Without this data, you're screwing yourself and your wallet. The better you track your time, the more accurate your estimates become. Become a master time-tracker.
There's lots of great tools online, such as Freckle, Harvest and Freshbooks, but they'll only be as effective as the person using them: choose a tool, master it, and master your usage of it.
I'm better at leading than managing: better at creating value than counting value. It's probable that you're better at managing than I am, but even if you're not, commit to tracking your time effectively.
If you're one of the thousands of self-employed designers that don't take business seriously, you could be one of the thousands of self-employed designers struggling to get by. You don't want that, and I don't want that for you.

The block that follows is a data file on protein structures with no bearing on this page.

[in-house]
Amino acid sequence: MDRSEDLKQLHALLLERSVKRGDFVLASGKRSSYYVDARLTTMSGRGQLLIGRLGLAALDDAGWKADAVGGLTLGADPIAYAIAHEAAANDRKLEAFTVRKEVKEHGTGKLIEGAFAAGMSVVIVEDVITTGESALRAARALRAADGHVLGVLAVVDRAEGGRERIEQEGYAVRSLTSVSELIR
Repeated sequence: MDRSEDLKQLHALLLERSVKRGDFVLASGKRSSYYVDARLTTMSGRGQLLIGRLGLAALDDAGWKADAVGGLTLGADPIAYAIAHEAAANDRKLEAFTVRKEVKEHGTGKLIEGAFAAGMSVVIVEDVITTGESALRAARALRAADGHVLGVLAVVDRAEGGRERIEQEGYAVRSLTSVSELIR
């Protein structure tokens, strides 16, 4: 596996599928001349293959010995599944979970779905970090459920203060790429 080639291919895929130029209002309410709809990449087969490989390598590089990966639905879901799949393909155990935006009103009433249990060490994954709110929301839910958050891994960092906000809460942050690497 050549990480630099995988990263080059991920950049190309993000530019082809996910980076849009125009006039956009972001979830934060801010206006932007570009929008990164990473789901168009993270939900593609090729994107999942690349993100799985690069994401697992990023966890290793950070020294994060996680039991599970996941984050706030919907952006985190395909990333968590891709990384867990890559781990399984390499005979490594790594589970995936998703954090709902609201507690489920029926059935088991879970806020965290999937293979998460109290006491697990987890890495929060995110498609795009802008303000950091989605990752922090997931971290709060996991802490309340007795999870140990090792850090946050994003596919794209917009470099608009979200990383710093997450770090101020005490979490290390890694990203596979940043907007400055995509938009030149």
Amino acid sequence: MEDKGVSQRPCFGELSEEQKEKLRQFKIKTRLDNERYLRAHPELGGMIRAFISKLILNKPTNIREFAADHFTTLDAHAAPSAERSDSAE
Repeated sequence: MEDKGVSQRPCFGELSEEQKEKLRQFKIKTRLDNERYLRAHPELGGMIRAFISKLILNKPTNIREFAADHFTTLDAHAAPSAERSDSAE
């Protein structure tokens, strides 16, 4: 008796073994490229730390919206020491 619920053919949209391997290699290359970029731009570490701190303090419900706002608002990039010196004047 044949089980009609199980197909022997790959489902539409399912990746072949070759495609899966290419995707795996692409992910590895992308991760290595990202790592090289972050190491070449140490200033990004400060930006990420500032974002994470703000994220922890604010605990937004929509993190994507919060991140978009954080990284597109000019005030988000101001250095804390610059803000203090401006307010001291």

After all, knowing the business side of design is just…well, good business.
If you enjoyed this article, check out the free Field Guide to Freelance Web Design. You'll learn the pros and cons of striking out on your own. The book contains straightforward advice based on my 10 years of experience as a self-employed designer and tips from CreativeMarket.
Words: Adam Fairhead
Adam Fairhead is founder of Fairhead Creative, a creative web design & marketing company that helps business owners motivate their visitors to buy online. Adam also contributes to the collaborative wireframing & prototyping app UXPin. Follow him on Twitter!